you are scheduling a mailing to go out at 9 A.M. ET, which the system
will not send until 9 A.M. PT.
(We even worked with one list host whose clock was reset
occasionally so the time zone would change without warning.)
#5. Set your bounce limits
Your host should let you specify a bounce limit, this is the
number of times an address must bounce before it is automatically
removed or disabled from your list.
If you set the limit too high, you end up paying for messages
that never arrive. If you set it too low, you end up losing
subscribers who simply had an overflowing inbox for a few days
last month (a particular problem when mailing at-work addresses
Check how your host counts bounces, and whether the count is
reset once a successful delivery to that address is made. Then
talk with them to determine a suitable limit.
For example, if you have people subscribed to multiple lists,
it is important to know if each "rejected" newsletter counts
towards the total. If someone gets 3 of your daily newsletters
and your bounce limit is 6, then they could be unsubscribed after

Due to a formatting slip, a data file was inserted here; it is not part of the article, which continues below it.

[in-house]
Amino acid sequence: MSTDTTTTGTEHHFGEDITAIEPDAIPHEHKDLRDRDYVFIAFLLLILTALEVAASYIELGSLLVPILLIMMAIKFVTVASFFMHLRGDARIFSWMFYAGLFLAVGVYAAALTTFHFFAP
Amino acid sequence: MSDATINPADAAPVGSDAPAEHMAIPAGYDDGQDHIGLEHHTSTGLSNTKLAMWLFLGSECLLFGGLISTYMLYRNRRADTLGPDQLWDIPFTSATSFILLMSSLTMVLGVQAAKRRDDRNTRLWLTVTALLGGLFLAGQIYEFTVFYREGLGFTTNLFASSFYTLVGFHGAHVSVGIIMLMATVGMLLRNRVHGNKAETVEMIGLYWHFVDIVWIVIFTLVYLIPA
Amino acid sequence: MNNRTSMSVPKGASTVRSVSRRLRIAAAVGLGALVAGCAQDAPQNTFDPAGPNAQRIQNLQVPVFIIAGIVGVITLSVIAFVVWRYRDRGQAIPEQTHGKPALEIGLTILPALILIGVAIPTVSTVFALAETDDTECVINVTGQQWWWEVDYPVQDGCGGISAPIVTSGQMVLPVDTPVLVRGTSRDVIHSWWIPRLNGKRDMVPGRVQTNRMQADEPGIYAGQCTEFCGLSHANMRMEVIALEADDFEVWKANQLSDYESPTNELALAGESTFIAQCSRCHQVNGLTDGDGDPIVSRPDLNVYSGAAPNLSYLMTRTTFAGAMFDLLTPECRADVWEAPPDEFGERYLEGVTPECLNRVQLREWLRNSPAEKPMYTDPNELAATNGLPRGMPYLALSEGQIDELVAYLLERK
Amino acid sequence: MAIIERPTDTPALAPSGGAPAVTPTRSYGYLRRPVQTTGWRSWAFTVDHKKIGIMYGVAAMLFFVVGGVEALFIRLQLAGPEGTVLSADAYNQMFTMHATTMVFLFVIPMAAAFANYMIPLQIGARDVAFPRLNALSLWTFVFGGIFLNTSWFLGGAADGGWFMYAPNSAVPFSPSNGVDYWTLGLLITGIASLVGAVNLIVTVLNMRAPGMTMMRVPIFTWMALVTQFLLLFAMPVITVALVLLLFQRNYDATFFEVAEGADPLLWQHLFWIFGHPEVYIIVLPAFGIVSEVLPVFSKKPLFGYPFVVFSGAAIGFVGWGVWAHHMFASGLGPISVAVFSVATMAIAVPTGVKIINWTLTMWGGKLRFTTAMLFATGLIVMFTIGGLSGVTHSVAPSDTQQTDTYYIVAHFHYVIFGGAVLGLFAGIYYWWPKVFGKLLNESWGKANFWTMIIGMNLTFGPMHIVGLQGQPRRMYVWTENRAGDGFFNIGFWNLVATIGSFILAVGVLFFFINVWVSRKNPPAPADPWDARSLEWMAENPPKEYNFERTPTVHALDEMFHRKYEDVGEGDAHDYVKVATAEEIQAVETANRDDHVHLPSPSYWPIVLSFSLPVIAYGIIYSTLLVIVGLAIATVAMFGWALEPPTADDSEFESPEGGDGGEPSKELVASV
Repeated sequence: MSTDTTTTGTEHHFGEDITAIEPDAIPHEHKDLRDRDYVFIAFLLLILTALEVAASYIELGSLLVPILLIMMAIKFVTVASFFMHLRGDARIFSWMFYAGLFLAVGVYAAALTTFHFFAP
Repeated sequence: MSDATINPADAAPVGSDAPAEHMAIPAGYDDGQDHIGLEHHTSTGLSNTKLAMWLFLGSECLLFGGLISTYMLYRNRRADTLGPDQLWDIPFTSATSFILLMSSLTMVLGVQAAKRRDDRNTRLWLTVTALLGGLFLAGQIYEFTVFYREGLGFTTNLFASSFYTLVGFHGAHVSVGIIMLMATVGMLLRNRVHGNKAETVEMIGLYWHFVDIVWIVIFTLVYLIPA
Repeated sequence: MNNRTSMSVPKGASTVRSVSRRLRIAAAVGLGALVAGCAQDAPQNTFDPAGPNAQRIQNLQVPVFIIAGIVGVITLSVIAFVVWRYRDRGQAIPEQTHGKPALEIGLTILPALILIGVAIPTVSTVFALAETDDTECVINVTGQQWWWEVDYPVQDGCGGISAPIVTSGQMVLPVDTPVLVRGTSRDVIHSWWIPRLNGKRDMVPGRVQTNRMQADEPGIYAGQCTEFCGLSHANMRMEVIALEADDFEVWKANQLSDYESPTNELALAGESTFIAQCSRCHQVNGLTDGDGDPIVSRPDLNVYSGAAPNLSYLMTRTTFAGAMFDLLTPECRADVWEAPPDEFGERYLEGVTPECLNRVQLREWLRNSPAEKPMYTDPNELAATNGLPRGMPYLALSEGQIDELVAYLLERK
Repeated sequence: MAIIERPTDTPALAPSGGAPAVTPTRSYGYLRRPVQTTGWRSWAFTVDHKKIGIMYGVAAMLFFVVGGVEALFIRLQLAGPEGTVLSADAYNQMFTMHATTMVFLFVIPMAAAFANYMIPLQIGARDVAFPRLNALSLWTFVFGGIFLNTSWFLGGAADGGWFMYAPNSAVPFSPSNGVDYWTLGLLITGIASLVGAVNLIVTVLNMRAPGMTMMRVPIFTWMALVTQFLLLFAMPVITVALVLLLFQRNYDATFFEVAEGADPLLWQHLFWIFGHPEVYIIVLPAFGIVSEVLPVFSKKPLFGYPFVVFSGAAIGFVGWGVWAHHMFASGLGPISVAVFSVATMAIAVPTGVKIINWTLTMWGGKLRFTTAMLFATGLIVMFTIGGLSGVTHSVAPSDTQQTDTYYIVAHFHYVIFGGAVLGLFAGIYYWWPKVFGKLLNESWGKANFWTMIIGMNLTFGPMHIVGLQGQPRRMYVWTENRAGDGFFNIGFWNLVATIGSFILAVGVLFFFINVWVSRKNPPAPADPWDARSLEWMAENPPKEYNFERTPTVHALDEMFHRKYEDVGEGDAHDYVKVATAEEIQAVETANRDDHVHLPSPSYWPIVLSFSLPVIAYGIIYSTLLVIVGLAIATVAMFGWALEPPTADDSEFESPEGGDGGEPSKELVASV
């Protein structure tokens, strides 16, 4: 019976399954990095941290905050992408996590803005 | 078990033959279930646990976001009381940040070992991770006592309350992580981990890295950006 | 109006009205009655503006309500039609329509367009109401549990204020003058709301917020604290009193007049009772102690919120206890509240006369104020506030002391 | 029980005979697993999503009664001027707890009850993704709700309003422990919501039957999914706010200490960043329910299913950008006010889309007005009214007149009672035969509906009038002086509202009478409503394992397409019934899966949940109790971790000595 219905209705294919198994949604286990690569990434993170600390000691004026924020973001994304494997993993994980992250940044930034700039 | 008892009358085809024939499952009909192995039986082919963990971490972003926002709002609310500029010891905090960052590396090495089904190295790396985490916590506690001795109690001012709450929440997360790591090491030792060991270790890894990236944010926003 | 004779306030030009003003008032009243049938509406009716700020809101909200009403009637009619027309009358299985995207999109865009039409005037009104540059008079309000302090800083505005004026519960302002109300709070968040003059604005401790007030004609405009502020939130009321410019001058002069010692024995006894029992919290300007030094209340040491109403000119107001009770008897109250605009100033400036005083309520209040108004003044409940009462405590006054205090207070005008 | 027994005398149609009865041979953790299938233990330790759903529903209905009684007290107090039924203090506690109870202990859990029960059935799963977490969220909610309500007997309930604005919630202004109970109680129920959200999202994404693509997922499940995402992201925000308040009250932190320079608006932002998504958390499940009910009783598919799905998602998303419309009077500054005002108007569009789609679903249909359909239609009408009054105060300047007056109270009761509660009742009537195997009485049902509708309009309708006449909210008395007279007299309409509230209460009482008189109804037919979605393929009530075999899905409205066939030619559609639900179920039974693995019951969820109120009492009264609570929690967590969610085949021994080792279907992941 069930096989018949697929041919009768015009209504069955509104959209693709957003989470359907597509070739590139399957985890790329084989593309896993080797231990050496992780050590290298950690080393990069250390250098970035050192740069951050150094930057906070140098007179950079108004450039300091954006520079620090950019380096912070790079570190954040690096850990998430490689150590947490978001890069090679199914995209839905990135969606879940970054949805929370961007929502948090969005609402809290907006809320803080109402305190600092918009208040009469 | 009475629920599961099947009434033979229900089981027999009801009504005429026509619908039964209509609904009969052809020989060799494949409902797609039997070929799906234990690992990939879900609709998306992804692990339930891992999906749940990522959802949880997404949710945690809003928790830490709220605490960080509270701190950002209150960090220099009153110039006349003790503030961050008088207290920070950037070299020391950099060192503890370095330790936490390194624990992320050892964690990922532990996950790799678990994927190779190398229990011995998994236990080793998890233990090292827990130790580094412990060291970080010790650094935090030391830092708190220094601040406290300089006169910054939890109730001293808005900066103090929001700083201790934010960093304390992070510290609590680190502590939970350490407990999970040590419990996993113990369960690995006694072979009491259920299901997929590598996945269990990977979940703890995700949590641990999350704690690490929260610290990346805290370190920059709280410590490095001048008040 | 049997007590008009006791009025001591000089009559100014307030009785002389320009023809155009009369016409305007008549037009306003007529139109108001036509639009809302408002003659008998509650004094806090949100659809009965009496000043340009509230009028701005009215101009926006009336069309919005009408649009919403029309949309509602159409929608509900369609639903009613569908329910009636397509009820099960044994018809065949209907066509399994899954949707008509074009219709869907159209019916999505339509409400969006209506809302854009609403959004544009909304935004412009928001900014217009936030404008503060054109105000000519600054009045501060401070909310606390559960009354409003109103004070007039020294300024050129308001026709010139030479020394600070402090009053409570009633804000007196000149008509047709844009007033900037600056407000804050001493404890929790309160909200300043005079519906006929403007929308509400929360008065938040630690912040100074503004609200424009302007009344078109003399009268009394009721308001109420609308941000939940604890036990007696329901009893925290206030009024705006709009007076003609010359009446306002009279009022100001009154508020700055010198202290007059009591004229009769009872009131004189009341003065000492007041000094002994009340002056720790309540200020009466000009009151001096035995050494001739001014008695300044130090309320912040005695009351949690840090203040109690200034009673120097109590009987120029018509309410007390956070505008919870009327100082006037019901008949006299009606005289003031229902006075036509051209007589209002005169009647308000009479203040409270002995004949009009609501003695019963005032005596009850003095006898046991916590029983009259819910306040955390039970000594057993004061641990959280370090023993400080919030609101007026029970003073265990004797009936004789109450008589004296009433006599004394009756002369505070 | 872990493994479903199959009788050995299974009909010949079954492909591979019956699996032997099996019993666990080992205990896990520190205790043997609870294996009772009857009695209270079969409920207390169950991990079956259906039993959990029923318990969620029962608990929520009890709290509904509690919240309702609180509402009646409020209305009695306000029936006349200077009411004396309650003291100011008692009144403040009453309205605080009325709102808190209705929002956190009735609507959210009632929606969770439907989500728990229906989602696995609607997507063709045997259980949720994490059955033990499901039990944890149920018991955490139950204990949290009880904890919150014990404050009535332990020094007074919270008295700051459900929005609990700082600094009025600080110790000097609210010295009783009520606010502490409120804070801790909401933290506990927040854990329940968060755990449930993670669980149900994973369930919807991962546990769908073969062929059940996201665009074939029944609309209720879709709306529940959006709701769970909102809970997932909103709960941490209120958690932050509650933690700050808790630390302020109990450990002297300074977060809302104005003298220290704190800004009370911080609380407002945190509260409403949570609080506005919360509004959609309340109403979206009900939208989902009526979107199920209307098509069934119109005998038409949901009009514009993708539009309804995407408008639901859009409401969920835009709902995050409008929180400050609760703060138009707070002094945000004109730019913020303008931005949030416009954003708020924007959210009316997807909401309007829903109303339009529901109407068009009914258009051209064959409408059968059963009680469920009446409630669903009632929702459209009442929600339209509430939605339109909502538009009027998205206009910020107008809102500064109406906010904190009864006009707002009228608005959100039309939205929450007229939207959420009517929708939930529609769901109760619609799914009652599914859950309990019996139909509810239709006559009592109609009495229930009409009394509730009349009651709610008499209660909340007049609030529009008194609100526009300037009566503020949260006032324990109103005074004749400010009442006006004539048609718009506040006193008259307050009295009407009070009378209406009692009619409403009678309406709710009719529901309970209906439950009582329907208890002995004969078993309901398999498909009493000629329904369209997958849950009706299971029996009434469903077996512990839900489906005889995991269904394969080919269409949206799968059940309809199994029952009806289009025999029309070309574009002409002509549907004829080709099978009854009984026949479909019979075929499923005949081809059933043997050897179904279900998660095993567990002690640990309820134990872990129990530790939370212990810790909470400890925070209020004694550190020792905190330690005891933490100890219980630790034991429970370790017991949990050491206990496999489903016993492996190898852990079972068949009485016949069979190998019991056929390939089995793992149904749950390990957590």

just 2 days of connection problems.
Use the bounce and other delivery reports you get to identify
problems in this area.
#6. Double-check your metrics reports
Your host should provide you with numerous list metrics, such as
total subscriber numbers, new subscribers this week, lost
subscribers this week, delivery rates, open rates etc. You will
need to double-check them in three ways:
a. Double-check that you have your own system to download and
store the critical data for your own needs. If your host
has any tech problems, you do not want to lose your data.
Do not count on them to store it for you forever, provide
your own back-up.
b. Double-check that you are translating the metrics properly.
Many, many times marketers think their report is telling